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Being Haughty In Mind
8/16/2016

Do not set your mind on high things…Rom 12:16

Directly after exhorting believers to be of the same mind toward one another, the apostle Paul writes, “Do not set your mind on high things” (Rom. 12:16). To set our mind on high things simply means we are being haughty in mind. Although these two exhortations are similar, they differ, as setting our mind on high things actually pinpoints the reason why we would show partiality—and this is because when we are “haughty,” we will tend to be thinking we are somehow better than another person. So being haughty is a precursor to pride and showing favoritism. 

So this particular exhortation is basically saying, do not continually think high, lofty, or elevated thoughts about yourself. If we think in this way, we are becoming prideful and even arrogant, which will lead us to take credit for our abilities, our worth, and the source of our provisions.  Through pride the harmony of the body of believers is attacked and eventually destroyed. 

Pride goes before destruction, And a haughty spirit before a fall. Proverbs 16:18 (NKJV)

We would be wise to remember, scripture teaches we cannot do anything apart from God (John 15:5), and all our righteousnesses are like filthy rags (Isa. 64:6). We also need to continually remember there is no upper echelon with the Christian body—as His beloved children, we are all equal in God’s eyes. And as such, this should impact our fellowship. We can see Jesus addressed this very subject.   

Then He also said to him who invited Him, “When you give a dinner or a supper, do not ask your friends, your brothers, your relatives, nor rich neighbors, lest they also invite you back, and you be repaid. But when you give a feast, invite the poor, the maimed, the lame, the blind. And you will be blessed, because they cannot repay you; for you shall be repaid at the resurrection of the just.” Luke 14:12-14 (NKJV)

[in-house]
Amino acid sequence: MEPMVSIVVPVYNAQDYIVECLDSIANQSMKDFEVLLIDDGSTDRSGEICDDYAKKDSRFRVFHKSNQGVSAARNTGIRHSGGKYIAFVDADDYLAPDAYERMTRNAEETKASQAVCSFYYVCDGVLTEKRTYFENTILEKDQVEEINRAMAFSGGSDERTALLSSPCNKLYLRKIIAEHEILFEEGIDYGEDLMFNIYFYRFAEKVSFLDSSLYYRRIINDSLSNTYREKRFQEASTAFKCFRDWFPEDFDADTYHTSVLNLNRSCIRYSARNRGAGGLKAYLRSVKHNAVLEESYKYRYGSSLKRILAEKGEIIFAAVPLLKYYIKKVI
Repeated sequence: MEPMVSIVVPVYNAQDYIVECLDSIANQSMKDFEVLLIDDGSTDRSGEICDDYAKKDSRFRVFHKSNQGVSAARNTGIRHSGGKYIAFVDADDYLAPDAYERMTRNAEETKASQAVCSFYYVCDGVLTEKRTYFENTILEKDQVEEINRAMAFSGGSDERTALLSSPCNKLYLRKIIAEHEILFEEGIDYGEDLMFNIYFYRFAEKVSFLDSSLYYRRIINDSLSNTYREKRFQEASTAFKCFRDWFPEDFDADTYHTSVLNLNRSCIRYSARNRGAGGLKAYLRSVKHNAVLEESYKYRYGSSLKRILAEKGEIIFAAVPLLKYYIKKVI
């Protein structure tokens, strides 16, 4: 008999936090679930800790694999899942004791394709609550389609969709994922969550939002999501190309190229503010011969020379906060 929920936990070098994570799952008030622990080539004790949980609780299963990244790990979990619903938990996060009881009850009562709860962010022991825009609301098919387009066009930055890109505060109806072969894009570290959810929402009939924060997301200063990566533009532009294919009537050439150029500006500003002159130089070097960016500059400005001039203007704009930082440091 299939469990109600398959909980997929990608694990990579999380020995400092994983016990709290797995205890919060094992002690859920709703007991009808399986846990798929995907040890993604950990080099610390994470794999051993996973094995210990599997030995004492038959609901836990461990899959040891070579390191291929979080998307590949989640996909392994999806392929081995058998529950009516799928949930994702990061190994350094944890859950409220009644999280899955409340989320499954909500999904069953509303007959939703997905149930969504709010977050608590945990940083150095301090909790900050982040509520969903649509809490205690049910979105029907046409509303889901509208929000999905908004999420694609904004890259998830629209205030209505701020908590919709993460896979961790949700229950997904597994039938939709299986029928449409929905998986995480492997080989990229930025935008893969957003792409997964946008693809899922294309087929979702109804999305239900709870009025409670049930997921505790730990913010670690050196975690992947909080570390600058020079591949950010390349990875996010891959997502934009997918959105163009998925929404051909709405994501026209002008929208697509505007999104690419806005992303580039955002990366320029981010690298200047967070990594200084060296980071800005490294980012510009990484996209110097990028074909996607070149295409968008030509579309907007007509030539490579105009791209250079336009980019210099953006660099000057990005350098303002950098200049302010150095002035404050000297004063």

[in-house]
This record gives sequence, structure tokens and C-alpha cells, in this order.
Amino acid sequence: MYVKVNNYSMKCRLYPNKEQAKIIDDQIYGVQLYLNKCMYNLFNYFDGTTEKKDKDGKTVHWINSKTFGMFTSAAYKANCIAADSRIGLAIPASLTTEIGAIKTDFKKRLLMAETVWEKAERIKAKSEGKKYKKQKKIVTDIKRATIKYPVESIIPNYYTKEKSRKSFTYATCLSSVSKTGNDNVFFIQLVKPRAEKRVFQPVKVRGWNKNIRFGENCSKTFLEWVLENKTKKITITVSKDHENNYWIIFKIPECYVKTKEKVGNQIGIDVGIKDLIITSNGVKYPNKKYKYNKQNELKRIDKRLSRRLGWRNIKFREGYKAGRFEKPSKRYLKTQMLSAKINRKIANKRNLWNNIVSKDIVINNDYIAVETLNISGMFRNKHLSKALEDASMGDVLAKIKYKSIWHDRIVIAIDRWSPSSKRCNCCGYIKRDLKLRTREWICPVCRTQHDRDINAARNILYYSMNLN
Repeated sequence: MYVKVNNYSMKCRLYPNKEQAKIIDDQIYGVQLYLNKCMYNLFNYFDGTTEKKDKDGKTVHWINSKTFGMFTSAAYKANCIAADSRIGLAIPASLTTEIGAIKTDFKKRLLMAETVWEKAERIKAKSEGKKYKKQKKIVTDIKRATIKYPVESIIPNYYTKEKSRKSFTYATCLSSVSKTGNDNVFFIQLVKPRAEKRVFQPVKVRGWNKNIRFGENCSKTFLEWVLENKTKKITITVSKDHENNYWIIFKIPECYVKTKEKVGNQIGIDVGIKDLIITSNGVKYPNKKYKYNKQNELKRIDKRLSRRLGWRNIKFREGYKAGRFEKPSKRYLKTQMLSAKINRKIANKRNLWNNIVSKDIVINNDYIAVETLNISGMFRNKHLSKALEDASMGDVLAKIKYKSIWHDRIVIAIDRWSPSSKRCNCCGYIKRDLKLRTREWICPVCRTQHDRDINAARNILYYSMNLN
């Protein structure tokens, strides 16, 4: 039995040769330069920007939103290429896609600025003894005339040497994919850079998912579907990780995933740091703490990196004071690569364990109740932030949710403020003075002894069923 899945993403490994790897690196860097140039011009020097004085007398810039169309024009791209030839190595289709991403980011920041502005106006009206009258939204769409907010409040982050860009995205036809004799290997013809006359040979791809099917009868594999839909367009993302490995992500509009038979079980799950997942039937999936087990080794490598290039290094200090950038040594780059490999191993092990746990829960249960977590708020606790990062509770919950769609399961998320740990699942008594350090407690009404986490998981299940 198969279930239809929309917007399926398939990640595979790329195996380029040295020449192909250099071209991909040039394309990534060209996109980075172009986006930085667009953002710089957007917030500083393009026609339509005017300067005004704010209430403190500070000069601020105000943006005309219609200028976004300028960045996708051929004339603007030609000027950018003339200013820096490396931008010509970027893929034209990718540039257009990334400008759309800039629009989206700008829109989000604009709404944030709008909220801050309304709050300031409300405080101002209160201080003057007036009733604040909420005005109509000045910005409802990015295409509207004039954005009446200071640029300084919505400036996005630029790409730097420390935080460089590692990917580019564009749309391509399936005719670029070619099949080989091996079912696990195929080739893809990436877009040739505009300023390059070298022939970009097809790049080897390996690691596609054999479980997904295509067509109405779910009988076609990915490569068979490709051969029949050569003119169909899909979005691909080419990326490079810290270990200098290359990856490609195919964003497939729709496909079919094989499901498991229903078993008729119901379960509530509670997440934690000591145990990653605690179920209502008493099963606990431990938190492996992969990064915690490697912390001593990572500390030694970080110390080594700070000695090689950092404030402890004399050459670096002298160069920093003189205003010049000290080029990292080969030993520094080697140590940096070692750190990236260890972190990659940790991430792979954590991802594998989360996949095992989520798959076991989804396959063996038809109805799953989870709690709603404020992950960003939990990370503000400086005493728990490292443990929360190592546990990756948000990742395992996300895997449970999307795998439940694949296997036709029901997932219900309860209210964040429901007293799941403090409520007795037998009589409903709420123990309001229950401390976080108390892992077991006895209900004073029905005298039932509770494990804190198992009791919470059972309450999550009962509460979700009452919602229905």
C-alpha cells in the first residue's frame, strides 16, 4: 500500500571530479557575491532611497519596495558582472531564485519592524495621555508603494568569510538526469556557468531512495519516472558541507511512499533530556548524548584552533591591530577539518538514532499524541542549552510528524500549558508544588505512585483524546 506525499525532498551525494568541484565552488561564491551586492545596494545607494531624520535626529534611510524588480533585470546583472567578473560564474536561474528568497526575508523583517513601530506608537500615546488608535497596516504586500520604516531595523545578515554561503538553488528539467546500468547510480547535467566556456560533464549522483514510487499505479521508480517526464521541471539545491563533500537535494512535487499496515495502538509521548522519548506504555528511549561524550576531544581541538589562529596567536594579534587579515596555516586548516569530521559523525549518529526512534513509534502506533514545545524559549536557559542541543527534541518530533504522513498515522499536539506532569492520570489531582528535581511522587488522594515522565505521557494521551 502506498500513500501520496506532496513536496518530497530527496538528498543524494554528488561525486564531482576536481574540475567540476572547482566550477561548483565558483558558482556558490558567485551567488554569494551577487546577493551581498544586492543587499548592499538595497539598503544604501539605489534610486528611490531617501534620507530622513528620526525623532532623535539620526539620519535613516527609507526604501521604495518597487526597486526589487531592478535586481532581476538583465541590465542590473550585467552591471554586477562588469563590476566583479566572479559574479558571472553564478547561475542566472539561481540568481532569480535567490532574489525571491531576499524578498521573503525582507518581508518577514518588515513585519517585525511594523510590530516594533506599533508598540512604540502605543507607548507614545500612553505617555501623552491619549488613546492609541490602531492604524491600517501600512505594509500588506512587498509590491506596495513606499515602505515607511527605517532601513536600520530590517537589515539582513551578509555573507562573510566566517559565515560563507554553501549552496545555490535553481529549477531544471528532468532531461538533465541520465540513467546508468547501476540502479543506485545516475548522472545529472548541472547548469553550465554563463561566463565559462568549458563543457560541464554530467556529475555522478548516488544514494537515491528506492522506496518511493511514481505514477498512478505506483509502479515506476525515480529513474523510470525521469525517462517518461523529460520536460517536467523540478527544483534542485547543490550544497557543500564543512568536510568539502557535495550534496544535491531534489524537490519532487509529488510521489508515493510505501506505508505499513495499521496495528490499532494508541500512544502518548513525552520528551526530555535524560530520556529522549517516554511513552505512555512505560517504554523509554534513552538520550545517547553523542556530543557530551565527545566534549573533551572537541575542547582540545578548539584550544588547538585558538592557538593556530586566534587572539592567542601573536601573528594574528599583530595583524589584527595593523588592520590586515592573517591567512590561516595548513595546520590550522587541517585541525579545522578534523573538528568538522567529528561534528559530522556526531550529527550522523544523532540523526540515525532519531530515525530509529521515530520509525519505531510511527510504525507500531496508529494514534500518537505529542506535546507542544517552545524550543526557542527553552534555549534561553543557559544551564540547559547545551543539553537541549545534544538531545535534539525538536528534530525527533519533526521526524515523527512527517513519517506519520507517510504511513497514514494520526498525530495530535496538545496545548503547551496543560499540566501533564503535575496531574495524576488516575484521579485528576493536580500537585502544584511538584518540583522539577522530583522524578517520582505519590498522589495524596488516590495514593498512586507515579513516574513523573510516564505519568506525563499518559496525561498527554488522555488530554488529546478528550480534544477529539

To be clear here, Jesus isn’t saying we can’t have dinner with influential or wealthy people—but we shouldn’t have ulterior motives behind our dining with them, and we shouldn’t be showing them favoritism, partiality, or thinking we are somehow better because we are hanging out with them. So it’s not wrong to invite over family, friends, influential, or wealthy people to dinner—the wrong comes when we invite them for a self-serving purpose.

I want to encourage you today, choose to stay humble before the Lord and others you meet. Consider others better than yourself, and always be willing to serve them equally with love—knowing you are truly serving God, and your reward awaits you in heaven. 

STUDY QUESTION: What can we learn with respect to how we should be thinking about ourselves, as well as others, according to the Scriptures contained within this devotional?

PERSONAL INVENTORY: Can see where the enemy has tried, or is currently tempting you to feel as though you may be better than another person?

PRACTICAL APPLICATION:  Choose to use every gift for the glory of God, and for the edification of the body of believers.

MAKE THIS YOUR PRAYER TODAY: Father, thank You for all provision. Thank You for the abilities You have graciously given to me. Help me to see how I might use them for the body of believers today, and to bring glory to your name. In Jesus’ precious name, amen…

Be Blessed, Pastor Scott

 

 


Copyright ©2017 by Pastor Scott Wright.
Unless otherwise indicated, Scripture taken from the New King James Version. Copyright 1982 by Thomas Nelson, Inc. Used by permission. All rights reserved. Bible text from the New King James Version is not to be reproduced in copies or otherwise by any means except as permitted in writing by Thomas Nelson, Inc., Attn: Bible Rights and Permissions, P.O. Box 141000, Nashville, TN 37214-1000